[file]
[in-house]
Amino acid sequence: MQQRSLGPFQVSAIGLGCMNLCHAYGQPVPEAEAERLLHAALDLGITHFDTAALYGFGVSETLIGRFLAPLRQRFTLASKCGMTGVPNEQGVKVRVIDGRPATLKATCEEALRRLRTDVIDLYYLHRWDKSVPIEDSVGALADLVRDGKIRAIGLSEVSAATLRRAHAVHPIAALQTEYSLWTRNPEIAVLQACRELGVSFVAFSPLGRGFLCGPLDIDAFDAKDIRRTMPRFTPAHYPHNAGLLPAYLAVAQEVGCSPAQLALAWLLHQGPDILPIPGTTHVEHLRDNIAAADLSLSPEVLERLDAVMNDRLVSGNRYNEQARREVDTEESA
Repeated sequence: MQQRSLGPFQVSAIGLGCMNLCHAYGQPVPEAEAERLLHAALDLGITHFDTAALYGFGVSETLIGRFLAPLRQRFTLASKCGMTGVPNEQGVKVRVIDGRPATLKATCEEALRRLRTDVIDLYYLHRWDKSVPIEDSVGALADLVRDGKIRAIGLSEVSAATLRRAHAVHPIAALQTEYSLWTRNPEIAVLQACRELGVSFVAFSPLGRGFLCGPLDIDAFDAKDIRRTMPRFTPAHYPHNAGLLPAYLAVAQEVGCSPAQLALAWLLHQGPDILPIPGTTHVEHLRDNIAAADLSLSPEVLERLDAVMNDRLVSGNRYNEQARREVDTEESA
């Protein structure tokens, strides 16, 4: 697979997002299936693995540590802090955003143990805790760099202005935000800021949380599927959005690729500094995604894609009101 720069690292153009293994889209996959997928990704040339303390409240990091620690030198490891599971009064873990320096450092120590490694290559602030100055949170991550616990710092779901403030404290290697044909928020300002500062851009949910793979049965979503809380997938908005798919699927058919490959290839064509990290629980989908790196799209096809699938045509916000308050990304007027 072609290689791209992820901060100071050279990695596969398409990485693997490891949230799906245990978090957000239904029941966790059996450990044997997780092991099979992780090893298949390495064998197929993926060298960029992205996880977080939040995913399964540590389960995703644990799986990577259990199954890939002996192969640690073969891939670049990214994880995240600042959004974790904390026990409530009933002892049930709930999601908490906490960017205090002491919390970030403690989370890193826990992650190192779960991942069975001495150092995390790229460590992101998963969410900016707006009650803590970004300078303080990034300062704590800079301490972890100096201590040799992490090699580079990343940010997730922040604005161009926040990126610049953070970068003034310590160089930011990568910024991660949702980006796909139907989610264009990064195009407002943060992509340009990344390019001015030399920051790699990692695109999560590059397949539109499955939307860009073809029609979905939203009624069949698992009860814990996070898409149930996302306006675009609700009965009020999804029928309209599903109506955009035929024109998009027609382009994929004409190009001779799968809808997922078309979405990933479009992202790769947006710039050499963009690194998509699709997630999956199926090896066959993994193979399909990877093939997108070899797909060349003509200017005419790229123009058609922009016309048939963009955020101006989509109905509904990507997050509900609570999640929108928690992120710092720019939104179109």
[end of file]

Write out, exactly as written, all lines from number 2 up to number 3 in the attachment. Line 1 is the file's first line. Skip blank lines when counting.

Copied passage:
Amino acid sequence: MQQRSLGPFQVSAIGLGCMNLCHAYGQPVPEAEAERLLHAALDLGITHFDTAALYGFGVSETLIGRFLAPLRQRFTLASKCGMTGVPNEQGVKVRVIDGRPATLKATCEEALRRLRTDVIDLYYLHRWDKSVPIEDSVGALADLVRDGKIRAIGLSEVSAATLRRAHAVHPIAALQTEYSLWTRNPEIAVLQACRELGVSFVAFSPLGRGFLCGPLDIDAFDAKDIRRTMPRFTPAHYPHNAGLLPAYLAVAQEVGCSPAQLALAWLLHQGPDILPIPGTTHVEHLRDNIAAADLSLSPEVLERLDAVMNDRLVSGNRYNEQARREVDTEESA
Repeated sequence: MQQRSLGPFQVSAIGLGCMNLCHAYGQPVPEAEAERLLHAALDLGITHFDTAALYGFGVSETLIGRFLAPLRQRFTLASKCGMTGVPNEQGVKVRVIDGRPATLKATCEEALRRLRTDVIDLYYLHRWDKSVPIEDSVGALADLVRDGKIRAIGLSEVSAATLRRAHAVHPIAALQTEYSLWTRNPEIAVLQACRELGVSFVAFSPLGRGFLCGPLDIDAFDAKDIRRTMPRFTPAHYPHNAGLLPAYLAVAQEVGCSPAQLALAWLLHQGPDILPIPGTTHVEHLRDNIAAADLSLSPEVLERLDAVMNDRLVSGNRYNEQARREVDTEESA